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A while ago I played around with the Kademlia (KAD) protocol. I understood how it worked and I got the idea that one might use it to create a distributed data store.

Anyway, there is one problem: In Kademlia for each data package there is a node that "owns" it. When the data is requested, it gets propagated to the next node, but is assigned a TTL. After that it is being deleted. The idea in Kademlia is that the "owner" node refreshes the data on the other nodes before the data expire there.

As far as I understood this leads to caching the data even if the "owner" node leaves the network - but only for a while. If the owner node never comes back, all the data that was copied from it to the other nodes will expire sooner or later, hence after a while the data will be gone.

While this is okay for a P2P network where people want to share files, it would not be so very fine for a distributed data store.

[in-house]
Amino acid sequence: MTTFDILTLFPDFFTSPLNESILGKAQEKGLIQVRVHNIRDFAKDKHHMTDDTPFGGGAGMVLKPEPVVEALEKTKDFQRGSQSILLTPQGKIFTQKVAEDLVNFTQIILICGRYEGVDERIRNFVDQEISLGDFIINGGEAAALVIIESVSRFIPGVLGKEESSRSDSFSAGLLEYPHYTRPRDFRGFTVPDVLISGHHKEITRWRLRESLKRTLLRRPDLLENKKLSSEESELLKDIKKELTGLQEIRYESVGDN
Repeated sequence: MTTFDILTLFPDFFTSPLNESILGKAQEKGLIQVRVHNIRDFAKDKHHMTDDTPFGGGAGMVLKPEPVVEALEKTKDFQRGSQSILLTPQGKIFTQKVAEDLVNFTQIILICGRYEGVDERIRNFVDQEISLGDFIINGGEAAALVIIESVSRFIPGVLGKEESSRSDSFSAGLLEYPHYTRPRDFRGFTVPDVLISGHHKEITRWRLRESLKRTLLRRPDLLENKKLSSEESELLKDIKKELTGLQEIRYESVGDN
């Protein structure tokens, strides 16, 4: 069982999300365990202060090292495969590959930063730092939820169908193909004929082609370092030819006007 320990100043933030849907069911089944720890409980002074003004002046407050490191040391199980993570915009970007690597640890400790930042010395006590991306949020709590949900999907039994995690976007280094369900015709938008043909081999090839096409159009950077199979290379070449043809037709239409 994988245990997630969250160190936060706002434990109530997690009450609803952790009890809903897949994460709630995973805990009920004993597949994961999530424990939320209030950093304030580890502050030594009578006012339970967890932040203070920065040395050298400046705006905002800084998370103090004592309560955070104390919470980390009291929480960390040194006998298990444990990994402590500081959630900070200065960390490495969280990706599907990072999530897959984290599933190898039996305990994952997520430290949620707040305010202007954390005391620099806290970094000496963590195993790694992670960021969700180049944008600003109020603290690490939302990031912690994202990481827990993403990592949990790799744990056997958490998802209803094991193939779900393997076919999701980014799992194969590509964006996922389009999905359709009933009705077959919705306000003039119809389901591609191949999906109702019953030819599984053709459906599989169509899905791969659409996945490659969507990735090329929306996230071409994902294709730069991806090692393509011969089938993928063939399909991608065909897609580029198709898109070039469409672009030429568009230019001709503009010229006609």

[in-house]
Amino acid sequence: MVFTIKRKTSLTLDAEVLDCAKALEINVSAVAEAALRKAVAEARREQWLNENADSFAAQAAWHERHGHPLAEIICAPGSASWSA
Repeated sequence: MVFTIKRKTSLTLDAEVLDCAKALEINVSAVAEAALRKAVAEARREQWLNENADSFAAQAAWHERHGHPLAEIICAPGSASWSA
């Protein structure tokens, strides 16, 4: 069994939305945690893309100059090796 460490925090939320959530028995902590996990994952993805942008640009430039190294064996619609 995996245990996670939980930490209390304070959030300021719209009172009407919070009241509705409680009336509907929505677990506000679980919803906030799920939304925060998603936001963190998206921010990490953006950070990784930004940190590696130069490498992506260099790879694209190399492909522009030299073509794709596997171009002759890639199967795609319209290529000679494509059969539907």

How could one deal with this?

Or - is there another P2P protocol similar to Kademlia which takes this in consideration? In my imagination, the "perfect" solution would be if there were always a number of N nodes which hold the replicated data. As soon as one of them leaves, the remaining N-1 nodes look for another one to push the data to, so that you again have N nodes.

Does such a protocol exist?

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up vote 1 down vote accepted

Are you interested in developing your own implementation of the protocol or use an existing solution?

If you want to play around with your own implementation I would suggest looking at Chord DHT which I think is good.

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Well, I've not yet decided - would love to do both ;-)) – Golo Roden Nov 29 '12 at 14:08

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